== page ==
In 2006 the Howard government’s highly publicised denunciation of the alleged moral backwardness of Aboriginal communities in the Northern Territory led to a dramatic increase in police presence and infrastructure.
Six years on, the program to improve and ‘stabilise’ communities is under review and a detailed report, commissioned by the Criminology Research Council, has just appeared. Addressing the ‘Crime Problem’ of the Northern Territory Intervention: Alternate Paths to Regulate Minor Driving Offences in Remote Indigenous Communities is a meticulous piece of research, revealing the surprising data that over this period sexual abuse incidents remained fairly steady while car-related infringements soared. It explores this post-Intervention leap in driving misdemeanours of various kinds, following a $130 million investment for ‘law and order strategies’, with $40 million alone for new police stations.
A major objective of the ninety-page document has been to explore ways to increase numbers of licensed drivers and registered vehicles, to lower incarceration rates and deaths in jail, reduce court loads and prison numbers, and break the criminal cycle which can begin with the collection of a minor driving offence.
It is a riveting read, albeit focused primarily on the potentially less than enthralling area of road law and its infringements. With illuminating references to Indigenous perspectives regarding the car and its social and cultural role, the report clarifies Indigenous communities’ misunderstanding of driver and vehicle offences, with appendices describing interviews with Warlpiri elders, driving offenders and police and support staff working in remote communities.
The authors bring to the study substantial credentials and experience. Harry Blagg is Professor of Criminology and Criminal Justice at the University of Plymouth and Thalia Anthony is Senior Lecturer in Law at the University of Technology, Sydney. Blagg’s Crime, Aboriginality and the Decolonisation of Justice was published by Hawkins Press (2008) while Anthony has written widely in the area of Indigenous people and the law, especially in relation to the criminal justice system, civil remedies and legal history.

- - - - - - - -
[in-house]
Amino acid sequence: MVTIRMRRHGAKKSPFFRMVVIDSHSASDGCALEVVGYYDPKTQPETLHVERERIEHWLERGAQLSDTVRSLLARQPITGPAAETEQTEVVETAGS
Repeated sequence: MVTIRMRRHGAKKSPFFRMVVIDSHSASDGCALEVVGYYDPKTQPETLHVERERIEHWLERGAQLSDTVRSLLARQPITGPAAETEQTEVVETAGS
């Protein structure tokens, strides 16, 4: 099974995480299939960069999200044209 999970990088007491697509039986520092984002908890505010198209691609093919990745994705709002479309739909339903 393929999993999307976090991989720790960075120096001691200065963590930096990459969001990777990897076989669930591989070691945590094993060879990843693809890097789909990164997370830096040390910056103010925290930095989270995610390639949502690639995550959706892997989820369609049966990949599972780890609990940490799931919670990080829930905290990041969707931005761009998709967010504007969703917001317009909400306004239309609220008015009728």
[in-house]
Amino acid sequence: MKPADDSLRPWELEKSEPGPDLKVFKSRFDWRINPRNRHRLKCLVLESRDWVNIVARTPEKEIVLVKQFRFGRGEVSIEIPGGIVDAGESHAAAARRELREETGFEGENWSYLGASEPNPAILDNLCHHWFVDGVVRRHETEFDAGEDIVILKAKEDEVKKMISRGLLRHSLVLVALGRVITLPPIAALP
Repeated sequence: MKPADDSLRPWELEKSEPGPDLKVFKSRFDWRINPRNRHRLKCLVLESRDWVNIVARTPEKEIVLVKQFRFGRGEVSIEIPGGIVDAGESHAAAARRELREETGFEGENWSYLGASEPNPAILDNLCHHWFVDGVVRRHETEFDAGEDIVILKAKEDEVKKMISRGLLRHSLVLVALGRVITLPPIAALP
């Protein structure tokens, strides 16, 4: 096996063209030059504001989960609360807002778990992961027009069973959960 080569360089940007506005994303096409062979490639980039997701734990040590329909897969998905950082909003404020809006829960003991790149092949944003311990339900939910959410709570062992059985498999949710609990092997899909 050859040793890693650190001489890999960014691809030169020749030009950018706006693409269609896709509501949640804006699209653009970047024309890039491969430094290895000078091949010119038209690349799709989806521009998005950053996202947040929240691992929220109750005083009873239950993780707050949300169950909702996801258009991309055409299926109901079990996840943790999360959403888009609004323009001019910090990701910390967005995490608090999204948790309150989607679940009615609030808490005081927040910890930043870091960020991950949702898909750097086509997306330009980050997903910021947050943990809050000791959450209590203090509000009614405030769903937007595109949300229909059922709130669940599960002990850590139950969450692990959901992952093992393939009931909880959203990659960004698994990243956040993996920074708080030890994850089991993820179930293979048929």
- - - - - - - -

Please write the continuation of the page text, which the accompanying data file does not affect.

What becomes clear is that the two systems of law operating in Central Australia compound the problem of road rules and lead to the subsequent criminalisation of Indigenous people who may have limited understanding of, and therefore interest in, the process of meeting regulatory driving requirements. Without a redirection of investment into road safety measures (from road improvement to better access to services), law enforcement measures do not appear to be effective in helping lawful drivers and preventing misdemeanours. As the authors point out, more driver training is needed to avoid the fines that frequently lead to cancellation of a licence, and surprisingly often to imprisonment.
The research frame for the report was designed as a qualitative analysis of Indigenous perceptions of unlawful driving and agency responses, while quantitatively providing an overview of the increase in driver offending and high levels of road fatalities and injuries, despite higher levels of policing and governance. Much of the investigative work took place in the Warlpiri communities of Lajamanu and Yuendumu.
The study attempts to ascertain alternative forms of driver safety and considers solutions to the obstruction of good relations between police and Indigenous people, in part a result of the higher turnover of officers since 2006. And the report notes there is ‘scant evidence’ that this surveillance has been accompanied by educational or administrative initiatives to help communities understand the newly enforced rules of the criminal law system.
Following the Intervention, police were under pressure to make more prosecutions, and targeting driving offences needed minimal investigation and reliance on witnesses. Overall, offending charges increased by 250 per cent between 2002–06 and 2006–10, with a 50 per cent and 65 per cent lift in Yuendumu and Lajamanu respectively. Harry Blagg visited Yuendumu in 2007 and 2008 to find a fourfold increase in court lists, most involving minor driving offences. Total driving offences in 2009–10 were 28,604 as against 355 total sexual offences over the same period.
Formerly, police had turned a blind eye to such ‘off the beaten track’ incidents and fewer convictions were made on Aboriginal land. Now, the authors say, a vicious circle has been created which has many drivers, especially the young, unable to acquire a licence due to unpaid fines. Such criminalisation strategies, say Blagg and Anthony, can also block young Aborigines accessing the labour market. A lack of money commonly will prevent car repairs being carried out or payments being given over for registration, so this is revealed as one of a number of weaknesses in the current system.
According to interviewees, tough policing has made it difficult for Indigenous people not only to acquire licences or register cars but also complicated their lives in other ways. New restrictions on legal drinking, by creating more dry zones, force people to drive long distances to find alcohol. A paper prepared by the NT Department of Housing, Local Government and Community Services, cited by the report authors, shows Indigenous drink-driving offenders were much more likely to be imprisoned in the NT, a startling 23.9 per cent immured against 1.8 per cent non-Indigenous.